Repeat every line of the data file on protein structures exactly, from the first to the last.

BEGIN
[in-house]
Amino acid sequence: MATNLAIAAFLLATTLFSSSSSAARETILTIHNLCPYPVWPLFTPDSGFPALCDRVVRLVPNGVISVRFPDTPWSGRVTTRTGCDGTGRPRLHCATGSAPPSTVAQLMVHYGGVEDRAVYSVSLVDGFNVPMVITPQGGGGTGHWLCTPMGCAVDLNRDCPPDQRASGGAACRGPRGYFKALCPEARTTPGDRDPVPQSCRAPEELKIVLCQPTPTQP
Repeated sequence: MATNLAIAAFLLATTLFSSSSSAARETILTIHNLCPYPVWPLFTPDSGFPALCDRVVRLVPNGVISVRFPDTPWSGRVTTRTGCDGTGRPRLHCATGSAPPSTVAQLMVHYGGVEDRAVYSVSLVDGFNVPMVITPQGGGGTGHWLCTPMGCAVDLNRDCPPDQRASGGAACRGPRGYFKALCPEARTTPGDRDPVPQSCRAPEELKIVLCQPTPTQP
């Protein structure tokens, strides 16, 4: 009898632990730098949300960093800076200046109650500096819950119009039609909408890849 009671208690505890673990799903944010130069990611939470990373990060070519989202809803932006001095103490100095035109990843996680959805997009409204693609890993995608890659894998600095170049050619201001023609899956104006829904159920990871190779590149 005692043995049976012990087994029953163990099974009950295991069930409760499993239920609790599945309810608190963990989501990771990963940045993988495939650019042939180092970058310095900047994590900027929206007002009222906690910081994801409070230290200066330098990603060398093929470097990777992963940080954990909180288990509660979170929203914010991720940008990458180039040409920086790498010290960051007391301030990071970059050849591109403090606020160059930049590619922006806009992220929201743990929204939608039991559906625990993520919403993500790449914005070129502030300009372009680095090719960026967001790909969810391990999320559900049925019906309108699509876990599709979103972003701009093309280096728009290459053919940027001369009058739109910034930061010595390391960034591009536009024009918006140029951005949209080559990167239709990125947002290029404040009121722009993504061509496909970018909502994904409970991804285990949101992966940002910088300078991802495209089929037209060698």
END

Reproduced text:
[in-house]
Amino acid sequence: MATNLAIAAFLLATTLFSSSSSAARETILTIHNLCPYPVWPLFTPDSGFPALCDRVVRLVPNGVISVRFPDTPWSGRVTTRTGCDGTGRPRLHCATGSAPPSTVAQLMVHYGGVEDRAVYSVSLVDGFNVPMVITPQGGGGTGHWLCTPMGCAVDLNRDCPPDQRASGGAACRGPRGYFKALCPEARTTPGDRDPVPQSCRAPEELKIVLCQPTPTQP
Repeated sequence: MATNLAIAAFLLATTLFSSSSSAARETILTIHNLCPYPVWPLFTPDSGFPALCDRVVRLVPNGVISVRFPDTPWSGRVTTRTGCDGTGRPRLHCATGSAPPSTVAQLMVHYGGVEDRAVYSVSLVDGFNVPMVITPQGGGGTGHWLCTPMGCAVDLNRDCPPDQRASGGAACRGPRGYFKALCPEARTTPGDRDPVPQSCRAPEELKIVLCQPTPTQP
């Protein structure tokens, strides 16, 4: 009898632990730098949300960093800076200046109650500096819950119009039609909408890849 009671208690505890673990799903944010130069990611939470990373990060070519989202809803932006001095103490100095035109990843996680959805997009409204693609890993995608890659894998600095170049050619201001023609899956104006829904159920990871190779590149 005692043995049976012990087994029953163990099974009950295991069930409760499993239920609790599945309810608190963990989501990771990963940045993988495939650019042939180092970058310095900047994590900027929206007002009222906690910081994801409070230290200066330098990603060398093929470097990777992963940080954990909180288990509660979170929203914010991720940008990458180039040409920086790498010290960051007391301030990071970059050849591109403090606020160059930049590619922006806009992220929201743990929204939608039991559906625990993520919403993500790449914005070129502030300009372009680095090719960026967001790909969810391990999320559900049925019906309108699509876990599709979103972003701009093309280096728009290459053919940027001369009058739109910034930061010595390391960034591009536009024009918006140029951005949209080559990167239709990125947002290029404040009121722009993504061509496909970018909502994904409970991804285990949101992966940002910088300078991802495209089929037209060698």